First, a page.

Today I celebrate the 30th anniversary of, as my best friend Sarah put it, “breathing on your own.” There’s an overwhelming theme in pop culture that this is a milestone at which one is supposed to feel ancient. Well, sorry, I don’t. Maybe that’s partly because I’ve always been an old soul (friends and family can tell you I was always the one shooting down fun), so the “death” of my “youth” isn’t anything mournful. I’m pretty fond of being an adult, and 30 seems like cultural permission to finally enjoy that.
That’s not to say it’s not a reflective moment. Milestones, however arbitrary they may seem, are a good excuse for self-examination in a world makes it easy to avoid. Looking back at the markers of life is a good way to judge where you’ve come from and where you’re going. Mine reflect a crazy zigzag path with a lot of points I actively tried to avoid at one time becoming things I embraced at others (see: marriage; choosing ASU over Northwestern for grad school because I didn’t want to deal with a Chicago winter).
There are things I thought for sure would happen by now that haven’t yet; that maybe never will. I thought for sure back in college when I was leading a six-person team at my college paper that I would have a leadership position in a newsroom by 30. It’s been hard to watch my friends (and sometimes my mentees) attain roles and respect that I thought I’d have by now. It has been difficult to act a leader and not be officially recognized or paid as one. It has led me to wonder if I’m better off leaving news to be “just” a developer, instead of trying to demand what I feel like I should have from an industry that doesn’t seem to want to give it to me.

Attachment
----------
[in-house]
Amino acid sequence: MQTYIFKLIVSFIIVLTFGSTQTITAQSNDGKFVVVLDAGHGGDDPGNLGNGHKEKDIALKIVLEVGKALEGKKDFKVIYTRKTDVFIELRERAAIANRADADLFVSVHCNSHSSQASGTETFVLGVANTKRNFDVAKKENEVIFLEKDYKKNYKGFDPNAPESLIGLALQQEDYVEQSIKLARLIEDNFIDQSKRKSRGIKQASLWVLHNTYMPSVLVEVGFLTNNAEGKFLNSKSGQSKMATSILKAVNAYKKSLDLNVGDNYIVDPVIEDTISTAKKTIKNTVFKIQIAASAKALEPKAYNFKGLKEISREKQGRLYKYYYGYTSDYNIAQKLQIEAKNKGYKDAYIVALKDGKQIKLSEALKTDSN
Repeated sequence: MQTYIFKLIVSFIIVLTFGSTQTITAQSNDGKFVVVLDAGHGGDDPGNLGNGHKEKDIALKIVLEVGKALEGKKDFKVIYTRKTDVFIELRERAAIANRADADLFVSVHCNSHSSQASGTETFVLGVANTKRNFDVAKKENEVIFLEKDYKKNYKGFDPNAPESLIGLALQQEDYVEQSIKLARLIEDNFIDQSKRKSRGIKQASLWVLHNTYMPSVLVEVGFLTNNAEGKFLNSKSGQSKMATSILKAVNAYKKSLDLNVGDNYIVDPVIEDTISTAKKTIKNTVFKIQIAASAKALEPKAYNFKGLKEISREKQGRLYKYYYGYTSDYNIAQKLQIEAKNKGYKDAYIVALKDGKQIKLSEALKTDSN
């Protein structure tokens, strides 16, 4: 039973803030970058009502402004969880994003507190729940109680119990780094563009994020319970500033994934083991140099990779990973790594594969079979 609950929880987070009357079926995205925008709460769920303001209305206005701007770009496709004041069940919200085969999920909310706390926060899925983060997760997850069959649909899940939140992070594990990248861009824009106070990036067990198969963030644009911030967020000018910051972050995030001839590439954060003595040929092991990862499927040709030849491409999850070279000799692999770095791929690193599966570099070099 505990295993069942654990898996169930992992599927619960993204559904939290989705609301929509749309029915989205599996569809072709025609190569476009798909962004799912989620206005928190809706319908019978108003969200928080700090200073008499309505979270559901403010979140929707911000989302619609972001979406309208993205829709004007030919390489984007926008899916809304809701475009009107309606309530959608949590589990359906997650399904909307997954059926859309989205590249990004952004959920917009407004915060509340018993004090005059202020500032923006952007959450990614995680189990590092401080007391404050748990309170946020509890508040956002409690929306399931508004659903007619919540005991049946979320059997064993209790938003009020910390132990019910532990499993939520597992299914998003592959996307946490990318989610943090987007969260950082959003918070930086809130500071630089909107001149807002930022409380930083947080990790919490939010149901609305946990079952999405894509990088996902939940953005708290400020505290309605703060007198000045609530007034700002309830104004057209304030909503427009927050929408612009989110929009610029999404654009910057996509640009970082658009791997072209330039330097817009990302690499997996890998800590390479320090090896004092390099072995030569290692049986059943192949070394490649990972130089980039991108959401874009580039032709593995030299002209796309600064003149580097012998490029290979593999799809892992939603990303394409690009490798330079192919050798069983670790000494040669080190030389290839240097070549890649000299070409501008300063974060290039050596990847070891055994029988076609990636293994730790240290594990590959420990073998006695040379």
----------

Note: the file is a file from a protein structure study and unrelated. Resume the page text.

I also thought I’d be out of Chicago by now. Being so far away from my family kills me. (It doesn’t help that a flight to Fresno costs nearly $400 and takes 8 hours on a good day.) There is not a day that goes by that I don’t miss them. I didn’t appreciate living in a place like Phoenix, where for $150 and an hour’s ride, I could be home on a whim for a weekend. (This also factors into questioning my career in news, given that most jobs in news geekery are in NYC and DC. Moving even further east would just make me even more homesick.)
But there are good things I never anticipated, too. I have an incredible community here. The friends I’ve made here are wonderful people I never expected to find. Starring in this is my biggest unexpected blessing, my amazing husband and his family. I have unbelievable support from my family and friends, and am lucky enough to have friends like Julia and Keri and Leen and Sarah that have known me for far longer than I care to remember. I’ve hiked the entire John Muir Trail with my dad. I’ve won a national championship in a sport I never dreamed I’d get to practice. I’ve got a mom who is more like a best friend than a mom (most days ;) — love you, Mom). I’ve gotten to watch my brother become a functioning adult (that still trips me out sometimes).
Life is remarkably good.
If you’d told me on my 20th birthday that 10 years later I would be married with a condo in Chicago, I think you would have broken my mind. I’m excited to look back to my 30th birthday in another 10 years, and marvel at all of the twists and turns God had in store, plot twists that I never could have even imagined.
In the words of my father, it will be an adventure.